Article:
All hail Henry

Henry V (Bell Shakespeare)

Mackay Entertainment Centre

October 1

“… may we cram within this wooden O the very casques that did affright the air at Agincourt?” the chorus asks in the prologue of “Henry V”. Although it may not be the wooden O of the Globe Theatre, when it comes to Bell Shakespeare’s production, the answer is most definitely yes.

The show is set in a school bomb shelter in 1940s London, where students are huddled, being given lessons in Shakespeare to distract from the Blitz outside. With initial mention of others from the hollow crown of history plays, “Richard II” and “Henry IV”, school teacher (Kieth Agius) serves as the chorus and ensures some context for the story to follow so that when he then distributes copies of “Henry V”, the students embrace its recitation with gusto.

It is a busy set, with its 10 person ensemble and an endless supply of school-room items to be inventively reinterpreted as play props.  Bookshelves become beds, boats and benches in a French tavern, in some precise and inventive staging. Lighting is equally impressive, largely naturalistic yet cozy to give comfort to the claustrophobic surrounds. And within the ‘little room confining mighty men’, there is some lovely movement around the stage as the ensemble works together to create wonderful stage pictures, giving a tableaux feel that only adds to the memorable aesthetics.

Henry V

To have most cast members assuming multiple roles adds a clear energy. Only a football-ready Michael Sheasby, who plays King Henry, keeps with the one role for the duration of the show. And he creates a sincere and honest Henry, more likeable than gallant, focussing on comradery rather than bravery or patriarchy in his memorable Band of Brothers Battle of Agincourt speech. The stylised, percussion-backed battle of Agincourt, when Henry leads his English into memorable David and Goliath victory against the French, is a definite highlight which drives the piece forward, however, overall, the work seems to shy away any real examination of the brutality of war. Rather, there is a great deal of levity, with Bard bawdiness, sexual suggestions and two very funny scenes in which French princess Katharine (Eloise Winestock), affianced to Henry in a political deal to help reconcile the two nations, attempts to learn English and then later when she is haphazardly wooed by Henry, despite their limited familiarity with each other’s native language. This lightness ensures plenty of laughs but also increases the impact of the grave final sections of the play.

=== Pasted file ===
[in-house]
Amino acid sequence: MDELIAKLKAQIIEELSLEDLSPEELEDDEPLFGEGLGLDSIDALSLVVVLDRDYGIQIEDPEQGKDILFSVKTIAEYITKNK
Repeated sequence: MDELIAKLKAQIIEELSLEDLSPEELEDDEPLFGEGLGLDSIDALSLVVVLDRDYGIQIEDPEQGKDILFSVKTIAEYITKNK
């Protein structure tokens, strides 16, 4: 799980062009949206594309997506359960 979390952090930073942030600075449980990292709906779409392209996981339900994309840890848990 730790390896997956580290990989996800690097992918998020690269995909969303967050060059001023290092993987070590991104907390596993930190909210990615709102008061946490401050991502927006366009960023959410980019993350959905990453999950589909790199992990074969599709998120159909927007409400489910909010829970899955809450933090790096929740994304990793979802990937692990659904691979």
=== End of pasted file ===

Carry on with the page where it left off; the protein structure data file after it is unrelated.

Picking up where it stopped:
Bell Shakespeare’s “Henry V” is an epic show, but it is a joyous interpretation of an aggressively masculine play. Jumping between classroom characters and those within the play proper could generate a barrier to understanding to those not familiar with the Shakespearean text, but it also creates the production’s greatest interest in its showcasing of theatre’s power to transform. With its lively, novel take on the tale, this “Henry V” certainly succeeds in bringing one of the Bard’s most sombre plays to life.

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